Be honest, now. On the final day of the Christmas hols, when you were tidying the last of the festive debris from your handbag or pockets and thinking about your first day back at work, did your heart lighten – or sink? Or was it somewhere in the middle?
There are exceptions to every rule, but it’s not generally a good sign if you are either ecstatic or profoundly depressed to be back in the office. Even if you are somewhere in the middle, it’s worth taking some time as you start the new year to decide where you are on the spectrum, and to consider whether making one or more work-related resolutions for the new year might help.
If the prospect of returning to the office after the Christmas break made you depressed – or even worse, partly spoilt your holiday – then you have to consider very seriously whether you are in the wrong job. It may not be the nature of the work that’s the problem, but a boss with whom you just can’t get on, or a manager with unrealistic expectations. You may simply have been doing the same job for too long, and it’s become stale and boring. Everybody needs a new challenge once in a while.
If you decide that you really are in the wrong job for you, your New Year resolution could be to plan your exit strategy, rather than simply resolve to “get a new job”. Do you want to move sideways in the firm, to another boss or another department? What would the requirements be for that, and do you need to do some work to meet them? Do you want to move to another firm, and if so are you prepared to travel further if that’s necessary to get the right job for you?
Most importantly, have you got a clear idea of what the right job for you would actually look like? If you don’t get this right, there’s a danger of drifting from one just-about-okay job to another, losing a bit more energy and enthusiasm each time. One easy resolution to keep is to write down all the characteristics of the right job for you. At least then, if you decide to job-hunt later in the year, you will recognise a good prospect when you see it!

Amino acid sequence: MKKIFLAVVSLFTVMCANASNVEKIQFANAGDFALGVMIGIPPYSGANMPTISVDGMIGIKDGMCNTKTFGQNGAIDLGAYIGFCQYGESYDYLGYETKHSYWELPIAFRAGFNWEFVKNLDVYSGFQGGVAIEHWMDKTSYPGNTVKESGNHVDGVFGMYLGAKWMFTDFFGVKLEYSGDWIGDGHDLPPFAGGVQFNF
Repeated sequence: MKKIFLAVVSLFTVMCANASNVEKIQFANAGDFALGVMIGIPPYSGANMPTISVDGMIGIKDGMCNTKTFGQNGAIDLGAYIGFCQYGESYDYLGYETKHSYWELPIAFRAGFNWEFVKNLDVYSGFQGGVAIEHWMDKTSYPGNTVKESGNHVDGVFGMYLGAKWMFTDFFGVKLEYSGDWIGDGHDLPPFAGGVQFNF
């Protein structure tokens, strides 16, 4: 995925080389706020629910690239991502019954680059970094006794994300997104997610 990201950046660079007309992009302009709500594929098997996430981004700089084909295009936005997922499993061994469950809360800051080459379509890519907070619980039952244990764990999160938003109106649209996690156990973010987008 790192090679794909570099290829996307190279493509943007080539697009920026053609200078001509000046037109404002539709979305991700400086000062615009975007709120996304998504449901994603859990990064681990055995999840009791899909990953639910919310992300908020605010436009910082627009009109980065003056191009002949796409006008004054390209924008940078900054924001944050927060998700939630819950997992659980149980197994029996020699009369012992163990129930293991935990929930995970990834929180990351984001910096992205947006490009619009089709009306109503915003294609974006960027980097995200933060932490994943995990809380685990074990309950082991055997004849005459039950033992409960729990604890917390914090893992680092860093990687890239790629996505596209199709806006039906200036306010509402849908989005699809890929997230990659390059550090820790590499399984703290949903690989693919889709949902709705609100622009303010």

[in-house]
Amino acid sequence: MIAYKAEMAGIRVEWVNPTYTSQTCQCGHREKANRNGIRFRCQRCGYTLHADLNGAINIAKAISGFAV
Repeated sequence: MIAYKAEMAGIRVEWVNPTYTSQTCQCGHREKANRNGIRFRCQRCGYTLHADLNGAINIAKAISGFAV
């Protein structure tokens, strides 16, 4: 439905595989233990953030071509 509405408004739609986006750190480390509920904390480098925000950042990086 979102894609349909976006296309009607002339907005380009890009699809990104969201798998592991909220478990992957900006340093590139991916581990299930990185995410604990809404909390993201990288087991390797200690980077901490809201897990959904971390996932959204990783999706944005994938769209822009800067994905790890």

Fortunately, not many people return to work under a cloud of gloom. Most of us come back refreshed, re-energised and raring to go, except ... there’s often a niggling aspect of the job that either gets us down or that we just don’t like, or there are other parts of the job that we really like doing and would like to do more of, if we could just get the opportunity. The season of New Year resolutions can be a way of targeting some of those smaller issues.
Rather than concentrating on the things you dislike, it’s better to accentuate the positive if you can. Concentrate on improving (and if possible extending) the bits of your job that you really enjoy. Again, a very specific target is helpful: “I’ll take an evening class in business French”, or “I’ll pass a course in Adobe Creative Suite”, for example. You can ask for support from your firm, your line manager or your boss; sometimes even some moral support and understanding from management can make a huge difference in whether or not you achieve your goals. You probably won’t enjoy the dull or repetitive parts of your job any more than you did before, but at least once you’ve finished them, you’ve got something to do that genuinely interests and fulfils you (and may even raise your salary in the long run!).
Last but not least, there are those who are positively delighted to get back to work; some of them will have volunteered to work on the days between Christmas and New Year just to get back into the office. There can of course be good and substantial reasons for being exceptionally happy to be back. Sometimes family Christmases can be stressful; sometimes the problem is that there is no family to have Christmas with. But it can be a danger sign if you feel at a loose end and without purpose when you’re away from work. Finding a lot of fulfilment through work is highly desirable; finding all of your fulfilment through work is not. Before things get out of hand, make a resolution that this year you will, at the very least, read some books on the work-life balance and understand why it’s important.
The Internet is full of gloomy statistics about how few people actually manage to keep their resolutions, whether they make them at New Year or any other time. They miss the point that just making the resolution is an important step in the right direction. The numbers can be discouraging, but if you keep your resolutions simple, measurable and clear, you can make a big difference in your working life this year.